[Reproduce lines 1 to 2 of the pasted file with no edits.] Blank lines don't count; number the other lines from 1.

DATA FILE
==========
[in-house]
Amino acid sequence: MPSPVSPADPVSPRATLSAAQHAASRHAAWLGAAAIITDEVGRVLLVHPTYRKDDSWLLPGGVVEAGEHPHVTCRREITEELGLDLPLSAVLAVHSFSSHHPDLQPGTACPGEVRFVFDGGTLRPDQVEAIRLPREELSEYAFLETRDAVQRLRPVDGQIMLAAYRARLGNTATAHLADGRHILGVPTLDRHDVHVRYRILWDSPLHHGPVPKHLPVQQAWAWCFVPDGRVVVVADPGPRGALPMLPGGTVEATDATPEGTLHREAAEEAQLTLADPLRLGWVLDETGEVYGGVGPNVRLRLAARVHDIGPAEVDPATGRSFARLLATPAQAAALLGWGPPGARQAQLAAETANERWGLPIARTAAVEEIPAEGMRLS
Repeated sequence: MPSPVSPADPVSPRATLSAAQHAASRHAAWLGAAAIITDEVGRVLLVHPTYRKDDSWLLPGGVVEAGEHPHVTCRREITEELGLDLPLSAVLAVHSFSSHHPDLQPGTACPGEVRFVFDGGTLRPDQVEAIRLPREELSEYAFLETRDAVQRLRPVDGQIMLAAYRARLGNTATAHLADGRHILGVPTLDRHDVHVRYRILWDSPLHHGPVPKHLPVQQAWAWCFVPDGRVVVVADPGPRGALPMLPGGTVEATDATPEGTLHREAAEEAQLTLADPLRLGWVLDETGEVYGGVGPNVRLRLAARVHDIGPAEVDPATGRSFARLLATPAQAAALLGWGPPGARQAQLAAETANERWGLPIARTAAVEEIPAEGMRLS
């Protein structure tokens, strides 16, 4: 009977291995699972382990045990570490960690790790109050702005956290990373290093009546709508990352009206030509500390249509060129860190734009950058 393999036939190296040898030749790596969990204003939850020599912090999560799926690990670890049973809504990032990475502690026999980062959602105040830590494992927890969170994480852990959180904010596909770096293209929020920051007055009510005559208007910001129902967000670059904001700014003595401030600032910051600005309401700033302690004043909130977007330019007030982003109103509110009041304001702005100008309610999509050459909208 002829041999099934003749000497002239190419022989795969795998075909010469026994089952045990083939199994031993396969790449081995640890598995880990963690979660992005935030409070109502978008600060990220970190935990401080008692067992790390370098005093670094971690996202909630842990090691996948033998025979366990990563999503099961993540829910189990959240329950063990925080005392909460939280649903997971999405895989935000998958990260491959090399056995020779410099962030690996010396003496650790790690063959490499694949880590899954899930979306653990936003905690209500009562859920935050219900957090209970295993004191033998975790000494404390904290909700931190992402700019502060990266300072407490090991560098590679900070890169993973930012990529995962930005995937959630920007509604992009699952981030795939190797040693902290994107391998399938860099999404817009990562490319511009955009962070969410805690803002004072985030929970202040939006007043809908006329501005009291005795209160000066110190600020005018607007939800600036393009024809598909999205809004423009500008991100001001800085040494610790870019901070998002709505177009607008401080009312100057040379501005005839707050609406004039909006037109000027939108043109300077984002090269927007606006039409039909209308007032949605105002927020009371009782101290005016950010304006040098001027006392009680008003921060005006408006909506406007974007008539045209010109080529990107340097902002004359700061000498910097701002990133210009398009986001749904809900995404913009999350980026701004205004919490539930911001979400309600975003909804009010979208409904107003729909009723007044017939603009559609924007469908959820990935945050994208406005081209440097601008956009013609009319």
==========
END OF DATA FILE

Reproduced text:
[in-house]
Amino acid sequence: MPSPVSPADPVSPRATLSAAQHAASRHAAWLGAAAIITDEVGRVLLVHPTYRKDDSWLLPGGVVEAGEHPHVTCRREITEELGLDLPLSAVLAVHSFSSHHPDLQPGTACPGEVRFVFDGGTLRPDQVEAIRLPREELSEYAFLETRDAVQRLRPVDGQIMLAAYRARLGNTATAHLADGRHILGVPTLDRHDVHVRYRILWDSPLHHGPVPKHLPVQQAWAWCFVPDGRVVVVADPGPRGALPMLPGGTVEATDATPEGTLHREAAEEAQLTLADPLRLGWVLDETGEVYGGVGPNVRLRLAARVHDIGPAEVDPATGRSFARLLATPAQAAALLGWGPPGARQAQLAAETANERWGLPIARTAAVEEIPAEGMRLS